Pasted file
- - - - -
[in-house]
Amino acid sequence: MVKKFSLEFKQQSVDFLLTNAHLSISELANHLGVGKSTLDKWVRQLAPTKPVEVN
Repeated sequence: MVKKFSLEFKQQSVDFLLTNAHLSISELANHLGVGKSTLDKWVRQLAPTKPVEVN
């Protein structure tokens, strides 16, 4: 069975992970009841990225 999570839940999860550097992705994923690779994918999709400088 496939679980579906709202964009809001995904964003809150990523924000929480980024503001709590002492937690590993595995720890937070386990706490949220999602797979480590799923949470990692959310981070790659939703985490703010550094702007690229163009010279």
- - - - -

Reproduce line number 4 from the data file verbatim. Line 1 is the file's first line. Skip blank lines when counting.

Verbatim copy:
């Protein structure tokens, strides 16, 4: 069975992970009841990225 999570839940999860550097992705994923690779994918999709400088 496939679980579906709202964009809001995904964003809150990523924000929480980024503001709590002492937690590993595995720890937070386990706490949220999602797979480590799923949470990692959310981070790659939703985490703010550094702007690229163009010279």